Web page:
A US appeals court has refused a petition by the US Department of Justice to put on hold Texas’ restrictive abortion law, which bars the procedure as early as six weeks into pregnancy.
The US Fifth Court of Appeal on Thursday said the law could stay in effect pending “expedited” further proceedings in the high profile legal challenge.
The Texas abortion law, which took effect on September 1, makes no exceptions for pregnancies caused by rape or incest.
It also lets ordinary citizens enforce the ban, rewarding them at least $US10,000 ($A13,500) if they successfully sue anyone who helped provide an abortion after fetal cardiac activity is detected.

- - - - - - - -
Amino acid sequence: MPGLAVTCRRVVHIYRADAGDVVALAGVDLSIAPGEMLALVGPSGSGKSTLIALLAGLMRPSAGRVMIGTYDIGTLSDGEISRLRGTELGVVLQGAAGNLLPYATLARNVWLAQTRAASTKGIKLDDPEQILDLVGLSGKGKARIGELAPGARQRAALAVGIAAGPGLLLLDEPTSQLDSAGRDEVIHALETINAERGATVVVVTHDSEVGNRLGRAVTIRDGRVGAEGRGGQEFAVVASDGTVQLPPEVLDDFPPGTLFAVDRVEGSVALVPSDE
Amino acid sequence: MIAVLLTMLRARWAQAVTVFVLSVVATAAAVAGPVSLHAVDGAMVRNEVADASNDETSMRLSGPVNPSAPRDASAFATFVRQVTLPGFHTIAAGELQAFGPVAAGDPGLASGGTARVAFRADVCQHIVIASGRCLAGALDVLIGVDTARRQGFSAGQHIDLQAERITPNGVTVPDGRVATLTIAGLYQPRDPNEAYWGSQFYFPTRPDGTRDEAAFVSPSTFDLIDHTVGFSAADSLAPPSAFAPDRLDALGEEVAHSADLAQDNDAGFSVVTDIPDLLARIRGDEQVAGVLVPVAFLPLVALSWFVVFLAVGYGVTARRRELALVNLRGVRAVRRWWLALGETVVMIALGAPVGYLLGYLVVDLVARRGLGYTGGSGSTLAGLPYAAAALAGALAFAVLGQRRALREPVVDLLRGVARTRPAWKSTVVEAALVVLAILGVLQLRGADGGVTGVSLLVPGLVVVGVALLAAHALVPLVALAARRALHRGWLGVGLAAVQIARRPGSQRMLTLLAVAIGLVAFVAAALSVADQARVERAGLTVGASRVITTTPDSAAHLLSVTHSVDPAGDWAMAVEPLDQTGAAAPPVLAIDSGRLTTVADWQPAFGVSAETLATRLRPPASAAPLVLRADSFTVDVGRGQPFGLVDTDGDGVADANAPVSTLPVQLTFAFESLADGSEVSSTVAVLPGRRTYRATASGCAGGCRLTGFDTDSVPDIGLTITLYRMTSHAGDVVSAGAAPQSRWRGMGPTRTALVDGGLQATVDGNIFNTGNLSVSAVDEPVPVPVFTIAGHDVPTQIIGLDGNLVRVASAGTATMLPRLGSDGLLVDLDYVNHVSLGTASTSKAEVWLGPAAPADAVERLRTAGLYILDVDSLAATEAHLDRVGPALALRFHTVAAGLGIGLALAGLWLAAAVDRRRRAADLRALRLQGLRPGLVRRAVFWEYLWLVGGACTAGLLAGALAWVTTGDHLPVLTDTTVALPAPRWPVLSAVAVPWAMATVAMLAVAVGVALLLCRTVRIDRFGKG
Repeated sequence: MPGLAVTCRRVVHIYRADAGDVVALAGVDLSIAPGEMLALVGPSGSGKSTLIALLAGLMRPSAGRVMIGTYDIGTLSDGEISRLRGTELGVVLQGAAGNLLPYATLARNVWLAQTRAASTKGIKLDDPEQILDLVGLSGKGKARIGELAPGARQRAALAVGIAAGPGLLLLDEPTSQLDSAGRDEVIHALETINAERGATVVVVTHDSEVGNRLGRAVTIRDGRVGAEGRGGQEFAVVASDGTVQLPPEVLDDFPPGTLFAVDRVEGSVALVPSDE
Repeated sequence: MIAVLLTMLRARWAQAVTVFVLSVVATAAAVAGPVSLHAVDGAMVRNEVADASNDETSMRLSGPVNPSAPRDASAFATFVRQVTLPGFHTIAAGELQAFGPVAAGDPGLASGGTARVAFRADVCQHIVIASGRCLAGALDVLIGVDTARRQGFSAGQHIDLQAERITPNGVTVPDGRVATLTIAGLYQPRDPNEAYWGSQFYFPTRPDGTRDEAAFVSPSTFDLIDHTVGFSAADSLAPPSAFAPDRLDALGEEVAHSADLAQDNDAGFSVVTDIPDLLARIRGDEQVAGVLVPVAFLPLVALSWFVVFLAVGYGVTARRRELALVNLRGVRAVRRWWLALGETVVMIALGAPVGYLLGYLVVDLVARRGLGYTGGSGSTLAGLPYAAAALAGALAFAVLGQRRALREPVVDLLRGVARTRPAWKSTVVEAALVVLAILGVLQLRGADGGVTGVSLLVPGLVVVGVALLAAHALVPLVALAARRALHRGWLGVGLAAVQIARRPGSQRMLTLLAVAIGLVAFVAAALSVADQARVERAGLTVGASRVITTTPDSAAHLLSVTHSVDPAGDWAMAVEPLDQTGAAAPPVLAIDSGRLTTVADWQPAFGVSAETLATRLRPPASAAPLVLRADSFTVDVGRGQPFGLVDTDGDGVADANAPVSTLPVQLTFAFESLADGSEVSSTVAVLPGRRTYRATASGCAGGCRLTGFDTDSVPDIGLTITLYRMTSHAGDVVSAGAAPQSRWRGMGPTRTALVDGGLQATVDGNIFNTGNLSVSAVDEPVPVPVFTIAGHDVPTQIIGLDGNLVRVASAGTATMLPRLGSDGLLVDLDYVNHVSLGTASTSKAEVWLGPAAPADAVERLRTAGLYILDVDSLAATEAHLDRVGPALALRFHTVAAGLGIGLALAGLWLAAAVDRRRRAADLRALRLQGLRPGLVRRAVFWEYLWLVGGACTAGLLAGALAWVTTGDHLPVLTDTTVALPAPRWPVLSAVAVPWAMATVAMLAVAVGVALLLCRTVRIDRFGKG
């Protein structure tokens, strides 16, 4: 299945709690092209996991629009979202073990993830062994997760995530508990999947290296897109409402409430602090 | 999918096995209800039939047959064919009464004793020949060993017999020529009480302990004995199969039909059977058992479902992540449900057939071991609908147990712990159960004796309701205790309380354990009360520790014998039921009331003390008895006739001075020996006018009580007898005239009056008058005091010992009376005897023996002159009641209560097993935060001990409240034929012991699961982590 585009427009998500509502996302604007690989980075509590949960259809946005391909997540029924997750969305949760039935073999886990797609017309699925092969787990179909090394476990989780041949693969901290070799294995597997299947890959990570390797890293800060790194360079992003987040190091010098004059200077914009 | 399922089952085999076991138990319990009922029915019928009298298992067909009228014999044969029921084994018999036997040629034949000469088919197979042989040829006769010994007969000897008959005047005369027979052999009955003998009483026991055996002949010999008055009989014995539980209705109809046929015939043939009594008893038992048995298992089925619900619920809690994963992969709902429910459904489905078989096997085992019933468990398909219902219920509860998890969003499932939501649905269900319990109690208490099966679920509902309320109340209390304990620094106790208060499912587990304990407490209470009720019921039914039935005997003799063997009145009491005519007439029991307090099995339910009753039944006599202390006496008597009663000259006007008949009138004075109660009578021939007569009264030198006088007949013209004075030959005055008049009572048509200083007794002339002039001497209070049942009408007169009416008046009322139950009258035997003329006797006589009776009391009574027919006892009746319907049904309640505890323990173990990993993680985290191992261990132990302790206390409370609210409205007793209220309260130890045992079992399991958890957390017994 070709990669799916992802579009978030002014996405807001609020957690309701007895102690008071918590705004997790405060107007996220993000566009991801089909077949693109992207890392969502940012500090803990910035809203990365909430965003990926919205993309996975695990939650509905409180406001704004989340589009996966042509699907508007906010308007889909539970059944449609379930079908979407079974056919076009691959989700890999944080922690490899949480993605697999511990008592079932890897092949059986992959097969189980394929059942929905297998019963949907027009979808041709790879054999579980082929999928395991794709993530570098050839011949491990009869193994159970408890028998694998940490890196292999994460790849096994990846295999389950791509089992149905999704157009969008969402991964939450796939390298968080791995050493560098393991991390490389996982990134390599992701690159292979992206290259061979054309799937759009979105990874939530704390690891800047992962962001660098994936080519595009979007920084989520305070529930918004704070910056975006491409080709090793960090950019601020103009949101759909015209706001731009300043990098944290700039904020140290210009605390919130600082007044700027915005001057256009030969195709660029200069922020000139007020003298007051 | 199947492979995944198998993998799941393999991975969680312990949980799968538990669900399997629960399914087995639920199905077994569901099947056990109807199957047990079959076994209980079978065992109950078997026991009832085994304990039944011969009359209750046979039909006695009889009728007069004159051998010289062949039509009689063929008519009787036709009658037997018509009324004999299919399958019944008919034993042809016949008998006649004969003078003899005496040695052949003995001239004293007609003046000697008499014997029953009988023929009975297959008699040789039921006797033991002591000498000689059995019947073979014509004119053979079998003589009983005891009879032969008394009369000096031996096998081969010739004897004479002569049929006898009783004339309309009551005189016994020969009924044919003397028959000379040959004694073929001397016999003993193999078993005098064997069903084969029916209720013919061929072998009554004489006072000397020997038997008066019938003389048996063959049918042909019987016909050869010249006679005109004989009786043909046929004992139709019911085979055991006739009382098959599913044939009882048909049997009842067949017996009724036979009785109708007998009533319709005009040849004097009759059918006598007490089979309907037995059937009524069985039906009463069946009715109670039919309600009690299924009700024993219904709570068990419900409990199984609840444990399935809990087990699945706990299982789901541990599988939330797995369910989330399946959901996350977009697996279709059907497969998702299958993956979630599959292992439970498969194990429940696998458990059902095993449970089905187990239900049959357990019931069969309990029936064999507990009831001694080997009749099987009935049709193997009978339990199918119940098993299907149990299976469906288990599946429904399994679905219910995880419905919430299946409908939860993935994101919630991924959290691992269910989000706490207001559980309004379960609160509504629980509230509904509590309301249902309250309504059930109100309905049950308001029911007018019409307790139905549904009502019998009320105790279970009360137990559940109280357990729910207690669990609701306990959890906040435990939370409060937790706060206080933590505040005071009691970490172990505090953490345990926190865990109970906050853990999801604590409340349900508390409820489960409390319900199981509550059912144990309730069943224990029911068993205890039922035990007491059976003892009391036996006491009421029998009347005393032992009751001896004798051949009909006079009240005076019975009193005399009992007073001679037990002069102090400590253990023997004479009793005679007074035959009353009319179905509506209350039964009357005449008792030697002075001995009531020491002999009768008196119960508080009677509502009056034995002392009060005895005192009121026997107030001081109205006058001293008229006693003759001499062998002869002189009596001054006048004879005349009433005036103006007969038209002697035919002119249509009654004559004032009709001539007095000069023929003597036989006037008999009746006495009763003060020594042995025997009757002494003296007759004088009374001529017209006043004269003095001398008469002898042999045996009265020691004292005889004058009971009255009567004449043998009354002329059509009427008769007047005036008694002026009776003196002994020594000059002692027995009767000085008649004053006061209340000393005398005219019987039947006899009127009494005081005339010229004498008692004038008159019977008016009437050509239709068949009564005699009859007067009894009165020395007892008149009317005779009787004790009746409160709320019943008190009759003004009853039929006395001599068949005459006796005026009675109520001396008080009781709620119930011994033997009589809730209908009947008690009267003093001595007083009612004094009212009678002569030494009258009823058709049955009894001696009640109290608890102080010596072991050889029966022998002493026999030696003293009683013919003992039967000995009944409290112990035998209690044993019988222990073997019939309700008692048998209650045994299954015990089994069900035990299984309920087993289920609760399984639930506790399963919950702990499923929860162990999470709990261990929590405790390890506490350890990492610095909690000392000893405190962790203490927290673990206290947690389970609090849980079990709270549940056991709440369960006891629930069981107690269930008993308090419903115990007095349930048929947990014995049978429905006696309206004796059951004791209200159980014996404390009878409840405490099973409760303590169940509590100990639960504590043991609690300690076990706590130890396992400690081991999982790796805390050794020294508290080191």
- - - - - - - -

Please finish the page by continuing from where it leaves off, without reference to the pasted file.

Critics of the law have said this provision enables people to act as anti-abortion bounty hunters.
The Justice Department has argued that the law impedes women from exercising their constitutional right to terminate a pregnancy that was recognised in the Supreme Court’s 1973 Roe v. Wade decision, which legalised abortion nationwide.
The department also argued that the law improperly interferes with the operations of the federal government to provide abortion-related services.